New June course – God’s Not Dead? How an Unscripted Philosopher can Disprove God

During June, Dan Fincke – ‘Camels with Hammers’ blogger and public philosopher – is offering a course titled “God’s Not Dead? How an Unscripted Philosopher can Disprove God.”

The movie God’s Not Dead, released March 2014, goes like this: “Present-day college freshman and devout Christian, Josh Wheaton (Shane Harper), finds his faith challenged on his first day of Philosophy class by the dogmatic and argumentative Professor Radisson (Kevin Sorbo)…” The full synopsis is here and you can watch the trailer. Atheists promptly noticed how this movie suggests that atheists typically hate God and live in denial, among other caricatures drawn about nonbelievers. The arguments against God rarely get center stage and never get full consideration. Dan has blogged about this movie (you can catch up here) but this June course is Dan’s one-month intense philosophy class about why God Is Dead. Dare you join and take a seat? Unlike Kevin Sorbo’s scripted character, Dan is a real philosophy professor. In his class, there’s no poignant script, no cute quips – just serious analysis of the case for and against the existence of God. Are you a nonbeliever? Hone your understanding of the best arguments for the existence of God and the philosophical reasons that they fail. When you encounter apologists like the one in God’s Not Dead (or when you encounter the movie’s fans) you can both help them improve their own arguments — and then refute them. Are you a believer? Dan dares you to see how your faith withstands a real philosophy professor’s challenges with no movie script to protect you. Does that seem like a rigged fight? Dan’s goal is not to do what Professor Radisson does in the film — present just the atheist side of the story and demand you to deny your conscience. Instead Dan is going to teach you how to use the theist side’s best arguments, so that you will be equipped with the best strategies that he knows of for trying to counter his own arguments. And anyone who has seen Dan in action knows how he is a gentle ‘soul’ and a respectful teacher, so don’t come for a fight, but come for the conversation and education. Lights, camera, action!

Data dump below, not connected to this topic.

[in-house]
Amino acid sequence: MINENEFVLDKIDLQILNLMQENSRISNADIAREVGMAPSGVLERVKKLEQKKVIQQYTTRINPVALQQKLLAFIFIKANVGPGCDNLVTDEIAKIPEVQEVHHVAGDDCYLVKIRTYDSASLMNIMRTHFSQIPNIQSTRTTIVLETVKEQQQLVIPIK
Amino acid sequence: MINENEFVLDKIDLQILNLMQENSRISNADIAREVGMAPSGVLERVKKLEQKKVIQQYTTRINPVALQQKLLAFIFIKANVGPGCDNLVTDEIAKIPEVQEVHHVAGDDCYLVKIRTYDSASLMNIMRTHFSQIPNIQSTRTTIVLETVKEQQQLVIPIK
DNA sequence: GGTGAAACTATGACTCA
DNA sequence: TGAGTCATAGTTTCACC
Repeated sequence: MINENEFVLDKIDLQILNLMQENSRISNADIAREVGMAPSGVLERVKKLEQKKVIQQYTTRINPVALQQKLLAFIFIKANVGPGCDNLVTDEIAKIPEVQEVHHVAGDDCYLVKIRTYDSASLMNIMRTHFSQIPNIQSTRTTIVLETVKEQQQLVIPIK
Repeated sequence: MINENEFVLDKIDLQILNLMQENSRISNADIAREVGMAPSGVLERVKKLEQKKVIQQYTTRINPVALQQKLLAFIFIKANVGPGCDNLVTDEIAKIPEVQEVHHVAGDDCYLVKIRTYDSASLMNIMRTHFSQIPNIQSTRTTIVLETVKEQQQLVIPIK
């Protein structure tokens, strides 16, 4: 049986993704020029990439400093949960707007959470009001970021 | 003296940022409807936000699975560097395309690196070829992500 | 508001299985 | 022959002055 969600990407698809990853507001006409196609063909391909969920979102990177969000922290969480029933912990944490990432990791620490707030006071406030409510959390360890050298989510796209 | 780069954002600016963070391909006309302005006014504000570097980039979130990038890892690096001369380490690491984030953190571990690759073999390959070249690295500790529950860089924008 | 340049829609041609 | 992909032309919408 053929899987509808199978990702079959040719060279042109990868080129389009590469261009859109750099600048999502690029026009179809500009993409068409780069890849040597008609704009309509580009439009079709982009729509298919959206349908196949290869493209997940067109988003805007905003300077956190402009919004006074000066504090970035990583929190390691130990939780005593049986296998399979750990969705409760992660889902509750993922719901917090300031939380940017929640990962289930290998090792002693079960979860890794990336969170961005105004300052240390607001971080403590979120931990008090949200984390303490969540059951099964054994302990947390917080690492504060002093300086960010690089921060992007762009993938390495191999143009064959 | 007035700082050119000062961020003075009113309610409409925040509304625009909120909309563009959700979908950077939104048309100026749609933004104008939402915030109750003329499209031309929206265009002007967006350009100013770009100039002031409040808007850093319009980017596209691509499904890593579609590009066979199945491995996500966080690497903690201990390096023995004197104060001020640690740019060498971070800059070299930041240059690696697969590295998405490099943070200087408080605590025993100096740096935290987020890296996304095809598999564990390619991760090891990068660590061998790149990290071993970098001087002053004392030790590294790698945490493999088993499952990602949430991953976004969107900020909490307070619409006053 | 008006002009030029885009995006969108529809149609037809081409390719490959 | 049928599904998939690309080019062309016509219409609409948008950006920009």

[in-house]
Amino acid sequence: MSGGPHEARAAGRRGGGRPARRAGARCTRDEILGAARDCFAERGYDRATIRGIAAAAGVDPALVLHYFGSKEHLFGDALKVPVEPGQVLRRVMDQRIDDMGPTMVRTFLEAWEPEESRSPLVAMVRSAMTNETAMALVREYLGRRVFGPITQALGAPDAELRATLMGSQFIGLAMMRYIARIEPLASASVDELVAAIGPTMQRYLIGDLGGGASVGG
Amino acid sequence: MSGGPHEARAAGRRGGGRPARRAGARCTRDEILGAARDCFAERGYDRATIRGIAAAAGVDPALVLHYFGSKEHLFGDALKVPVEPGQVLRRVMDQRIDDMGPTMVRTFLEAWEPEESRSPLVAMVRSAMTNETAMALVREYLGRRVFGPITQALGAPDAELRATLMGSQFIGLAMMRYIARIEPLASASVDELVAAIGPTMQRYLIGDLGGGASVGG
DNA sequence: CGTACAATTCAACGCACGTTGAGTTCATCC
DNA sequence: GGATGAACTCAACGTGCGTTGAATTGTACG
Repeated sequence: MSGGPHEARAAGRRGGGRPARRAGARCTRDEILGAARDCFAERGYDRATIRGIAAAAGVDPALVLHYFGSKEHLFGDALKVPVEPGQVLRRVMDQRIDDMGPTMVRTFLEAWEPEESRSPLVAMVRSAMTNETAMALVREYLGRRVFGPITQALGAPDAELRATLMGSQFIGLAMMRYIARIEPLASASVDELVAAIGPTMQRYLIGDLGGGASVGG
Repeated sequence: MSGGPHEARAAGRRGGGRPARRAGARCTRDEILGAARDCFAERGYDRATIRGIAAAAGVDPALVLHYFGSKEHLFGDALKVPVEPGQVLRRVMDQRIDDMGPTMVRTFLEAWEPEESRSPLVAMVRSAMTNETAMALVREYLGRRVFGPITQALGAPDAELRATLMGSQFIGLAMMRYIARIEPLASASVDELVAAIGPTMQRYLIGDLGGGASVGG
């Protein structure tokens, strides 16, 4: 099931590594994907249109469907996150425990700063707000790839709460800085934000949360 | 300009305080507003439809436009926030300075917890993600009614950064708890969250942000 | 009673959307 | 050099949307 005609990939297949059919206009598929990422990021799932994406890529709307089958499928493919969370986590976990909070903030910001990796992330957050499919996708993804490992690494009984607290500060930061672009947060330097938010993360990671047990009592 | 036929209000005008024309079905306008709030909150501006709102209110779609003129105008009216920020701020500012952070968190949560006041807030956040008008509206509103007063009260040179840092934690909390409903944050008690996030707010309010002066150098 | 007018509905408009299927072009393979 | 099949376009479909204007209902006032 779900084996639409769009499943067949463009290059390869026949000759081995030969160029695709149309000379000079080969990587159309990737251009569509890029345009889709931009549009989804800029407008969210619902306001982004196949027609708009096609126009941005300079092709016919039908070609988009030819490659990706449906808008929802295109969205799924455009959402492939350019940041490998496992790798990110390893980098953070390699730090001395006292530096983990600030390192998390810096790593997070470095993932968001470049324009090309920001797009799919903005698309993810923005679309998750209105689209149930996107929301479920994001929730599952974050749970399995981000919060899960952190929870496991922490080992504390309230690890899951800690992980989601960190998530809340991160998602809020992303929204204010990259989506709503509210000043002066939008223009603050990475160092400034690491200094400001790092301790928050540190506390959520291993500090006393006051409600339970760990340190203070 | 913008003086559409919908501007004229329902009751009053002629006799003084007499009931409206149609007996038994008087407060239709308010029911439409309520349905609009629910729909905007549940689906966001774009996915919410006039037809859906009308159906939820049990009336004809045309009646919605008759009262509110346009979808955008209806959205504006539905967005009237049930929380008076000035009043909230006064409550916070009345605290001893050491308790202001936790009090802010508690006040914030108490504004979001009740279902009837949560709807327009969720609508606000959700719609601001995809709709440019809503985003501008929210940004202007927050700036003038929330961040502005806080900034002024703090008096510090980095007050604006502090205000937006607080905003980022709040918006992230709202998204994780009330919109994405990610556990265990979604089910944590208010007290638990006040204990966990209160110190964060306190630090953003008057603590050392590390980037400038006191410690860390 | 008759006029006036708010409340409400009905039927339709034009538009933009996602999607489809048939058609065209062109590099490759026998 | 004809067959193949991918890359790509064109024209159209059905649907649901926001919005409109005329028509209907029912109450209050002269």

start/end dates – June 1 / June 30, 2014